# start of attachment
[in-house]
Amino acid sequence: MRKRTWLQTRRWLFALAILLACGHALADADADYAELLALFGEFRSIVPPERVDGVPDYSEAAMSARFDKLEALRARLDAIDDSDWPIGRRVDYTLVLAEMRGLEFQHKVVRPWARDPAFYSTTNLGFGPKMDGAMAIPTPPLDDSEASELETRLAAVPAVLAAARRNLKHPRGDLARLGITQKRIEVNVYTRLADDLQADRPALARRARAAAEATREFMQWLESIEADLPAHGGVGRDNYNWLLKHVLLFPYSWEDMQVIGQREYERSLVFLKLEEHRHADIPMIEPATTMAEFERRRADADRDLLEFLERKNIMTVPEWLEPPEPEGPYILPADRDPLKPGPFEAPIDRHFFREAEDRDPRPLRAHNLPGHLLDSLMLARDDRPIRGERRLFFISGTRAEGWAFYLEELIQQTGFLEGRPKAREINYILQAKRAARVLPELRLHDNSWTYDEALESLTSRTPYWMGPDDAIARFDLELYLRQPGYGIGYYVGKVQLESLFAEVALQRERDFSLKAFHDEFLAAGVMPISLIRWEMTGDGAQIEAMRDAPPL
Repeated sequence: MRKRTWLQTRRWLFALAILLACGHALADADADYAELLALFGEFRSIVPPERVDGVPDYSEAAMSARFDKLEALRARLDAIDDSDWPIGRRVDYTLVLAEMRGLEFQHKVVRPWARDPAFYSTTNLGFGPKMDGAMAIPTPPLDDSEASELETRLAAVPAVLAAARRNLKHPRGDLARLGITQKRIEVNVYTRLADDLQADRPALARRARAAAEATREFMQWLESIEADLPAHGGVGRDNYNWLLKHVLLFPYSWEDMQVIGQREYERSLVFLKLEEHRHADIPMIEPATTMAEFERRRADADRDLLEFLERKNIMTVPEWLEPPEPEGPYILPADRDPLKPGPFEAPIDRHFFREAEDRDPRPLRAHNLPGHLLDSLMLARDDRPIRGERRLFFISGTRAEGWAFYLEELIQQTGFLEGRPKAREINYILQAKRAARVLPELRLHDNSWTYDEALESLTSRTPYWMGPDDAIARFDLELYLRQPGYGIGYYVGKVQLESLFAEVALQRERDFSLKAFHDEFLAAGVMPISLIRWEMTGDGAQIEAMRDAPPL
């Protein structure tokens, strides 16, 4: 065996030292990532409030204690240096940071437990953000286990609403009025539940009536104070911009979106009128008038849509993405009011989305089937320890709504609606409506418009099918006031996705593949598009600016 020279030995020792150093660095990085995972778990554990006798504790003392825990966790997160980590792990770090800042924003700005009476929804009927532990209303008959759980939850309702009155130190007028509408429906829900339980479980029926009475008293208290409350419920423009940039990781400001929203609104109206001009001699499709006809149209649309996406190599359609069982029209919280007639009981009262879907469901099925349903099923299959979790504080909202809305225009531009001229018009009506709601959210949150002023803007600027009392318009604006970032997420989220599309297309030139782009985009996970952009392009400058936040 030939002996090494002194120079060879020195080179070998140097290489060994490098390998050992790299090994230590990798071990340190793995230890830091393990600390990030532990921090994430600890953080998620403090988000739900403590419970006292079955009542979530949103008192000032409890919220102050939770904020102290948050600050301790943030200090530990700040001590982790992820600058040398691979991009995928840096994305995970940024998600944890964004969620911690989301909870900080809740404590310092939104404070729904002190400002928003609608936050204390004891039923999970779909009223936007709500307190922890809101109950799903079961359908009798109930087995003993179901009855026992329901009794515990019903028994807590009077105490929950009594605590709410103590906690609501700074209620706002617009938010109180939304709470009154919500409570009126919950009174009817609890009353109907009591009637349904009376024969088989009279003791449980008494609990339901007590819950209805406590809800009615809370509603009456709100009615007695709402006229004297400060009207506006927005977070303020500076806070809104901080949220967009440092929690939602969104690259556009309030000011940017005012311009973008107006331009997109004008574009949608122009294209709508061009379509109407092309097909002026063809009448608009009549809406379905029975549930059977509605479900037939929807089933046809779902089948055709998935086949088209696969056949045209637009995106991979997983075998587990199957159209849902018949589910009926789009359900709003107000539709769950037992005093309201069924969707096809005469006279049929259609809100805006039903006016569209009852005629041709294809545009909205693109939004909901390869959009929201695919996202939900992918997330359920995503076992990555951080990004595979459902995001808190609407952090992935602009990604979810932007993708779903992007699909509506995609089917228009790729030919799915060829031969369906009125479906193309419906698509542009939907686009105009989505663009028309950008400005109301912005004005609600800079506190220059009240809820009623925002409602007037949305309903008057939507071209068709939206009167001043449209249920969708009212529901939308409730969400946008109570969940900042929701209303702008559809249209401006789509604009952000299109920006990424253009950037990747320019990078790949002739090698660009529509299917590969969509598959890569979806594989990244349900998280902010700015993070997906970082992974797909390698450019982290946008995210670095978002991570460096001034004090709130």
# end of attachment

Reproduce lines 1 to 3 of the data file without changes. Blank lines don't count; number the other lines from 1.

[in-house]
Amino acid sequence: MRKRTWLQTRRWLFALAILLACGHALADADADYAELLALFGEFRSIVPPERVDGVPDYSEAAMSARFDKLEALRARLDAIDDSDWPIGRRVDYTLVLAEMRGLEFQHKVVRPWARDPAFYSTTNLGFGPKMDGAMAIPTPPLDDSEASELETRLAAVPAVLAAARRNLKHPRGDLARLGITQKRIEVNVYTRLADDLQADRPALARRARAAAEATREFMQWLESIEADLPAHGGVGRDNYNWLLKHVLLFPYSWEDMQVIGQREYERSLVFLKLEEHRHADIPMIEPATTMAEFERRRADADRDLLEFLERKNIMTVPEWLEPPEPEGPYILPADRDPLKPGPFEAPIDRHFFREAEDRDPRPLRAHNLPGHLLDSLMLARDDRPIRGERRLFFISGTRAEGWAFYLEELIQQTGFLEGRPKAREINYILQAKRAARVLPELRLHDNSWTYDEALESLTSRTPYWMGPDDAIARFDLELYLRQPGYGIGYYVGKVQLESLFAEVALQRERDFSLKAFHDEFLAAGVMPISLIRWEMTGDGAQIEAMRDAPPL
Repeated sequence: MRKRTWLQTRRWLFALAILLACGHALADADADYAELLALFGEFRSIVPPERVDGVPDYSEAAMSARFDKLEALRARLDAIDDSDWPIGRRVDYTLVLAEMRGLEFQHKVVRPWARDPAFYSTTNLGFGPKMDGAMAIPTPPLDDSEASELETRLAAVPAVLAAARRNLKHPRGDLARLGITQKRIEVNVYTRLADDLQADRPALARRARAAAEATREFMQWLESIEADLPAHGGVGRDNYNWLLKHVLLFPYSWEDMQVIGQREYERSLVFLKLEEHRHADIPMIEPATTMAEFERRRADADRDLLEFLERKNIMTVPEWLEPPEPEGPYILPADRDPLKPGPFEAPIDRHFFREAEDRDPRPLRAHNLPGHLLDSLMLARDDRPIRGERRLFFISGTRAEGWAFYLEELIQQTGFLEGRPKAREINYILQAKRAARVLPELRLHDNSWTYDEALESLTSRTPYWMGPDDAIARFDLELYLRQPGYGIGYYVGKVQLESLFAEVALQRERDFSLKAFHDEFLAAGVMPISLIRWEMTGDGAQIEAMRDAPPL